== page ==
At a glance
- Product recalls have affected many of the biggest brands in the world, heavily impacting some businesses as a result
- Generally a niche product, product recall is not usually included in product liability policies
- Need for product recall insurance on rise as business landscape is changing significantly
Lawnmowers, luxury cars and outdoor nightlights are just three of the many UK product recalls reported this year alone. These recalls are often expensive and can significantly damage a company’s reputation.
Top tips for selling product recall to your customers
- Make your customers aware of the differences between product recall and product liability policy covers
- Ensure that your customers are aware of the total costs of a product recall – it’s normally far greater than people expect
- Your customer should be aware that the number of product recalls is increasing every year. For example, the annual notifications from the UK to the European Rapid Alert System for Food and Feed (RASFF), which ensures food safety across Europe, increased by 50% between 2008 and 2012
- Has your customer prepared crisis management communication? Zurich’s product recall policy has a risk allowance towards helping the insured work with our crisis management consultants
- Zurich can be flexible in how we build policy coverage for you. It can include accidental contamination and malicious product tamper either standalone or together. We can have separate limits for each coverage or one aggregate, and we can flex the business interruption indemnity periods to the needs of your customers
It should also be noted that a firm’s size, industry, location or reputation might not necessarily prevent a company being left in ruins if it does not manage a product recall well.
There is a common misconception that product recall is included in product liability insurance – which requires an actual accident – but, in most cases, it isn’t.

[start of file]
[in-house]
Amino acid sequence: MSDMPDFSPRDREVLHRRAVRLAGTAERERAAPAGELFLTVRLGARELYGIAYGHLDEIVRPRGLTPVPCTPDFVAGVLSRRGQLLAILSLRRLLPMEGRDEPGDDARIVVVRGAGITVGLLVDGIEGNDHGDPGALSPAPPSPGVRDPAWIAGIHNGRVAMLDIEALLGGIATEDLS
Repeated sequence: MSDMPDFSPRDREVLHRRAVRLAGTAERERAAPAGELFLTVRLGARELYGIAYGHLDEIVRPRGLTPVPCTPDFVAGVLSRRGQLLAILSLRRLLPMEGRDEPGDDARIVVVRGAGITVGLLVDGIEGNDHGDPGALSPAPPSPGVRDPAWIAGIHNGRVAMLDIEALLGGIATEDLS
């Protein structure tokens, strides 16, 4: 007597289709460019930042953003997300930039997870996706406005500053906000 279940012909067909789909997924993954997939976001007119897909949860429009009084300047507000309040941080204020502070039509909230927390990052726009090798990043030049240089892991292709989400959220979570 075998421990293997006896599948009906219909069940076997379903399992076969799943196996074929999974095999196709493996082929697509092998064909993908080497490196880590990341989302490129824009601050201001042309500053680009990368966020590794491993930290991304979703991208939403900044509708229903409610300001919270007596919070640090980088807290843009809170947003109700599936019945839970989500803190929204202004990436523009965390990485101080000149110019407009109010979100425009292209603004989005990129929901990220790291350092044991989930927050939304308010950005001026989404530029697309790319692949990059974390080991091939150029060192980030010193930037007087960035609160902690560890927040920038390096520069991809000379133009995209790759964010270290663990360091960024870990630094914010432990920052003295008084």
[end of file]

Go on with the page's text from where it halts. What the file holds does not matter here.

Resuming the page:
The recent example below highlights the value of having specialist product recall coverage.
Policy in place
Thankfully, one firm, a food processing company, had a product recall policy in place with Zurich when it started to receive some complaints from customers of extreme spice levels in its product. The concentrations of spice were so great that it caused some consumers to suffer burnt lips and mouth.
The product was recalled and investigations began, with standard testing procedures identifying an issue with one in every 100,000 of its products where the spice flavouring was extremely concentrated, making some chicken wings very spicy.
The defect proved to be a batch of a faulty spice flavouring that clumped together and therefore delivered large quantities of spice into the product. This was then compounded by the wrong sieve being attached to the production machinery.
Luckily, the company managed to keep the story out of the press so competitors were not aware and customer confidence wasn’t lost. The business was also not interrupted due to additional products that had not been affected being supplied to the shops.
Having the correct insurance in place saved the firm nearly £1 million. The client had also not waived its rights of subrogation against its suppliers, which allowed Zurich to gain some recourse against the spice supplier.
“Any company that is manufacturing a product and selling it to a third party has a product recall exposure,” said Ross MacDonald, Team Leader, Casualty Specialty Lines at Zurich. “We live in a world of 24-hour news channels which distribute good or bad news immediately where there is increased product regulation, increased consumer awareness and increased use of social media. Commercial supply chains have also become more complex and all of these factors have changed the product recall landscape significantly for businesses.”
Standalone product recall insurance is also important for businesses looking to trade with large retailers who demand their partners have recall policies in place. Although some may have a degree of cover as part of their general liability policy, the limits are unlikely to be enough to satisfy the contractual demands of these larger players.
“People do not always think about the business interruption cover that they would get and this can be very important,” said Ross. “If they have to shut down their production line for a matter of weeks or months then that would create a big business interruption loss and we would look to cover that.”
Where a product recall has a negative impact on the product’s on-going sales, the recall insurance will also provide financial support to rehabilitate the brand to pre-recall levels. It also provides businesses with access to professional crisis management support, and this is essential to make sure an incident is properly handled and its impact minimised right from the word go.